Padmanbha Swamy Temple

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  • Topic: Thiruvananthapuram, Travancore, Ettuveetil Pillamar
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Padmanabhaswamy Temple
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Sree Padmanabhaswamy Temple
ശ്രീ പദ്മനാഭസ്വാമി ക്ഷേത്രം| |
Sree Padmanabhaswamy Temple
ശ്രീ പദ്മനാഭസ്വാമി ക്ഷേത്രംLocation in Kerala| Coordinates:| 8°28′58″N 76°56′37″ECoordinates: 8°28′58″N 76°56′37″E| Name|
Proper name:| Sree Padmanabhaswamy Temple|
Location|
Country:| India|
State:| Kerala|
Location:| Thiruvananthapuram|
Temple Details|
Primary deity - God:| Padmanabhaswamy (Vishnu)|
Architecture and culture|
Architectural styles:| Dravidian architecture (Kovil)|
Sree Padmanabhaswamy temple (Malayalam: ശ്രീ പദ്മനാഭസ്വാമി ക്ഷേത്രം, śṟī padmaṉābhasvāmi kṣētṟaṁ ?) is a Hindu temple dedicated to Vishnu located in Thiruvananthapuram, India. The shrine is currently run by a trust headed by the royal family of Travancore.[1] The temple is one of 108 Divya Desams (Holy Abodes of Vishnu) – principal centres of worship of the deity in Vaishnavism. The temple, constructed in the Dravidian style of architecture, is glorified in the Divya Prabandha, the early medieval Tamil literature canon of the Tamil Alvar saints (6th-9th centuries CE), with structural additions to it made throughout the 16th century CE, when its ornate Gopuram was constructed.[2][3] The most recent renovations to the temple occurred in the 18th century CE. The temple features heavily in Akilam five series of the Akilathirattu Ammanai corpus, the holy text of the Ayyavazhi belief system. Services were provided to the local community with the temple's revenue. The temple gave its name to Kerala’s state capital Thiruvananthapuram. ‘Thiru’ ‘Anantha’ ‘Puram’ means Sacred Abode of Lord Anantha Padmanabha. The principal deity, Padmanabhaswamy, is enshrined in the "Anantha-sayanam" posture (in the eternal sleep of Yoga-nidra on the serpent Ananta).[4] The Travancore Kings regarded themselves as ‘Padmanabha-dasa’ (Servant of Lord Padmanabha). * |

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[edit]History
In ealier years[when?] Padmanabhaswamy Temple and its properties were controlled by eight powerful Nair feudal lords known as Ettuveetil Pillamar (Lords of the Eight Houses), under the guidance of the Council of Eight and a Half. In a battle of succession in the 18th century, King Anizham Thirunal Valiya Marthanda Varma, the ruler traditionally regarded as the founder of Travancore, successfully suppressed the Ettuveetil Pillais and his cousins following the discovery of conspiracies the Lords were involved in against the Royal House of Travancore. The last major renovation of the Padmanabhaswamy temple was also done by Marthanda Varma. On January 3, 1750, Anizham Thirunal "surrendered" the kingdom of Travancore to Padmanabha, the deity at the temple, and pledged that he and his descendants would "serve" the kingdom asPadmanabha Dasa.[4] Since then, the name of every Travancore King was preceded by the title Padmanabha Dasa, while the female members of the Royal family were called Padmanabha Sevinis. The donation of the Kingdom to Sree Padmanabhaswamy was known as Thripadidanam and afterwards the Maharaja was known as Sree Padmanabha Dasa Vanchipala Varma Kulashekara Kireetapati. By surrendering the kingdom to Lord Padmanabha, the whole Travancore state became the property of Sree Padmanabhaswamy.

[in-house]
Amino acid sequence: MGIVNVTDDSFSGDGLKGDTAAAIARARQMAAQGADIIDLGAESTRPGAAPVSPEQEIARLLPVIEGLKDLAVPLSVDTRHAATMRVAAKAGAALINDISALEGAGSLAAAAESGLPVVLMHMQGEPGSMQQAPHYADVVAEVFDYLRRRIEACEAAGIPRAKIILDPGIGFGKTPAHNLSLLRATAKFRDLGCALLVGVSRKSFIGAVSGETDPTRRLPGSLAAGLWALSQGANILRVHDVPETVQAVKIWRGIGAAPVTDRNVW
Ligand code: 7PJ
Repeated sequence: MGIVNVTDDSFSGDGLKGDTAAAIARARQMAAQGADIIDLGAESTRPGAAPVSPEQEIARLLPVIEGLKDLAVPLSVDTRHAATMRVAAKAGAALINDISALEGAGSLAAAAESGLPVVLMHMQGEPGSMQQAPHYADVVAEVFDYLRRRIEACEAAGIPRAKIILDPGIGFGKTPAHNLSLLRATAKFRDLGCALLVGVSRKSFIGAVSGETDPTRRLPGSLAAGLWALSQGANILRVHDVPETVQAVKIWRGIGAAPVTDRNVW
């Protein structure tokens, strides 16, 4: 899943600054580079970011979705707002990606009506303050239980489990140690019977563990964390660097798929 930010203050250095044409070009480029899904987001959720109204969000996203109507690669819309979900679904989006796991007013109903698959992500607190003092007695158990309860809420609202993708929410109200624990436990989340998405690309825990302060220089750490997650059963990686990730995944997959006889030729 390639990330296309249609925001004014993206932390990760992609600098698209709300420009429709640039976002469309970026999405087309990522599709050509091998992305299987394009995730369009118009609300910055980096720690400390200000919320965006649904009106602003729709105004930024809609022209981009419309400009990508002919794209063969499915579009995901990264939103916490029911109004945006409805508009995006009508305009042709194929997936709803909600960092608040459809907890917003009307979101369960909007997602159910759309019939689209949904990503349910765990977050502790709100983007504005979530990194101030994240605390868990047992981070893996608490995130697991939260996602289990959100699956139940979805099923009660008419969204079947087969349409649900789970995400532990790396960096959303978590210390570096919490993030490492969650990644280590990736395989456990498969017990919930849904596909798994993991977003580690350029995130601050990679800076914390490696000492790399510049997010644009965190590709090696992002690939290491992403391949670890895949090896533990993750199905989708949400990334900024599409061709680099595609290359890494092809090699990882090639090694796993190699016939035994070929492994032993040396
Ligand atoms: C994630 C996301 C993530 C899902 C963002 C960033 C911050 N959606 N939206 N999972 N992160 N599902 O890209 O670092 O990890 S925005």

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[edit]The temple
The history of the temple dates back to the 8th Century CE, when Thiruvananthapuram was ruled by the Chera Dynasty. The Divya Prabandhacanon of literature by the Alvars glorifies this shrine as one of 11 Divya Desams in Kerala. It is said that there are references to this temple in four puranas; namely Brahma, Vayu, Varaha, Padma. The 8th century Alvar poet Nammalvar created four slokas and one phalasruthi about this temple.[5][6]

Sri Padmanabhaswamy Temple
Padmanabhaswamy Temple stands at a place considered one of the seven...
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